•  Thanks for the response (0+ / 0-)

        I wish more of your colleagues were as sensible as you are.

        "I used to try to get things done by saying `please'. That didn't work and now I'm a dynamiter. I dynamite `em out of my path." - Huey Long

        by puakev on Fri Jun 03, 2011 at 01:16:16 PM PDT

        [ Parent ]

      •  cutting taxes is not the answer (1+ / 0-)
        Recommended by:
        Brooke In Seattle

        U.S. manufacturers are paying low taxes now.  The U.S. needs to invest in wind, solar and other renewable energy and quit sending $'s overseas.  We need to invest in infrastructure and put people to work.  I can't understand why we continue to sell war and destruction while our people struggle, suffer, and die.  Family Values , my ass.  We won't even help our own who are in need.   We have to stop letting the corporate powers profit at the expense of the majority of our people.  

        •  I agree that investment is the best way (0+ / 0-)

          to get the economy going again, but frankly that has no chance at all of passing Congress at this point.  I believe the President and Democrats should keep making the case publicly for such investments.  But that's mostly to present an alternative vision to the Republicans' savage budget-cutting in next year's elections.  In other words,

          As for what this Congress might realistically do to help the economy in the next year and a half, I think a "full-year, full-bore" payroll tax holiday along the lines Bernstein suggested may just fit the bill.

          "I used to try to get things done by saying `please'. That didn't work and now I'm a dynamiter. I dynamite `em out of my path." - Huey Long

          by puakev on Fri Jun 03, 2011 at 01:57:52 PM PDT

          [ Parent ]

    •  How does cutting the payroll tax (0+ / 0-)

      create jobs for the long-term unemployed?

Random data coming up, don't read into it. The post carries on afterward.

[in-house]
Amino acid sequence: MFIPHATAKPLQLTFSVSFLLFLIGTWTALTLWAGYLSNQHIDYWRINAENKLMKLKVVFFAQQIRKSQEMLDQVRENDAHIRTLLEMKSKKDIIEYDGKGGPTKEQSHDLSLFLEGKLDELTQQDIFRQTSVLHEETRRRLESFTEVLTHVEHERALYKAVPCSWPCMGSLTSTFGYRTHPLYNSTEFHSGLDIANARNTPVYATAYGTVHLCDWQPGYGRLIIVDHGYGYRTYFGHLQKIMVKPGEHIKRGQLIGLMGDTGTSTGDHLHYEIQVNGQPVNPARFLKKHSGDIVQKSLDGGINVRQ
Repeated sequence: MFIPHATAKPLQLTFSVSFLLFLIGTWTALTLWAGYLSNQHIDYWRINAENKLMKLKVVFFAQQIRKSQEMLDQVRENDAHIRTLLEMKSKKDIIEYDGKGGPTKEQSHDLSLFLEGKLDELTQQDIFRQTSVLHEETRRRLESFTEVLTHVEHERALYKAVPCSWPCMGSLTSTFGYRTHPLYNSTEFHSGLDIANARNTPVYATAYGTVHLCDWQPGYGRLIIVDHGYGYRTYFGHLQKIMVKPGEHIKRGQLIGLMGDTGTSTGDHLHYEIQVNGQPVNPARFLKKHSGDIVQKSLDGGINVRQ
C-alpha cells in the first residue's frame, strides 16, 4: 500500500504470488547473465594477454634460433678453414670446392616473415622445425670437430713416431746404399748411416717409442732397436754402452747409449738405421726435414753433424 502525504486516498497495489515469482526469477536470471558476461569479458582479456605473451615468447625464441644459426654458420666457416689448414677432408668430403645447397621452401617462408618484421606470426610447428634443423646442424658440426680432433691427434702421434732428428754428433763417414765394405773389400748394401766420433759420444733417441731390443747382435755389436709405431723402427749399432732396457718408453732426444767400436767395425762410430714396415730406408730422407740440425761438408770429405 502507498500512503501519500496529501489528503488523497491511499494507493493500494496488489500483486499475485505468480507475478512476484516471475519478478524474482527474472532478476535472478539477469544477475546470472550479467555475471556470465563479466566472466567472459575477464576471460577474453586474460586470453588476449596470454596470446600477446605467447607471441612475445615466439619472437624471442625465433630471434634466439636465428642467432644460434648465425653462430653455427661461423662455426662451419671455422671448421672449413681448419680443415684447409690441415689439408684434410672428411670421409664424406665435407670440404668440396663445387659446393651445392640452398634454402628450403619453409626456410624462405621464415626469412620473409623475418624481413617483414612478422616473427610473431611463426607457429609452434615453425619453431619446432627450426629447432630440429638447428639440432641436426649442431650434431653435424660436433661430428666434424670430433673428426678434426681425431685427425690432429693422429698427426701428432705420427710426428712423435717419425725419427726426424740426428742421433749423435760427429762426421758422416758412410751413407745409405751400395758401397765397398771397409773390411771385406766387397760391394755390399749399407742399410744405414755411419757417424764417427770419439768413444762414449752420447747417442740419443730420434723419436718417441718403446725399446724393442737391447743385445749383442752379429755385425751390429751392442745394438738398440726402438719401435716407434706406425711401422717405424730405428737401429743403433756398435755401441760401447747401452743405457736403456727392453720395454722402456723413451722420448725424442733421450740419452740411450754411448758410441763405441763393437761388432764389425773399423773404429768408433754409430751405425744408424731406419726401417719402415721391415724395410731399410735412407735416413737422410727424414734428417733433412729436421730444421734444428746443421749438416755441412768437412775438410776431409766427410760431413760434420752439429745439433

We get no first- or second-round effects from this.

      I haven't had a job in years. I may not ever work again because I am over 50 and have two college degrees, so employers don't want to pay what I'm worth or pay for my health insurance.

      We need a JOBS program that takes all comers -- giving preference to those unemployed a year or longer -- not another tax cutting program that may put some money in YOUR pocket, but does nothing to actually create jobs for those who desperately need them.

      "The difference between the right word and the almost-right word is like the difference between lightning and the lightning bug." -- Mark Twain

      by Brooke In Seattle on Fri Jun 03, 2011 at 02:45:48 PM PDT

      [ Parent ]

      •  I happen to agree with you (0+ / 0-)

        but such a jobs program is not going to pass with this Congress.  Thus I'm looking at a one-year payroll tax holiday, which is something that not only Bernstein but other progressive economists like Robert Reich have supported, and most importantly is something that may have a chance of passing.

        I'm all for making the case for a jobs program along the lines you discuss, but that will never come to pass unless Democrats take back the House and hold onto the Senate.  In fact making the case for a jobs program is one of the best things Democrats could do to make Democratic control of Congress a reality once more.

        Of course, Democratic control alone won't guarantee the passage of an ambitious jobs program, especially if regaining the majority involves a new influx of Blue Dog Democrats.  Thus it is incumbent on us to elect better Democrats and to build popular support for a big jobs program.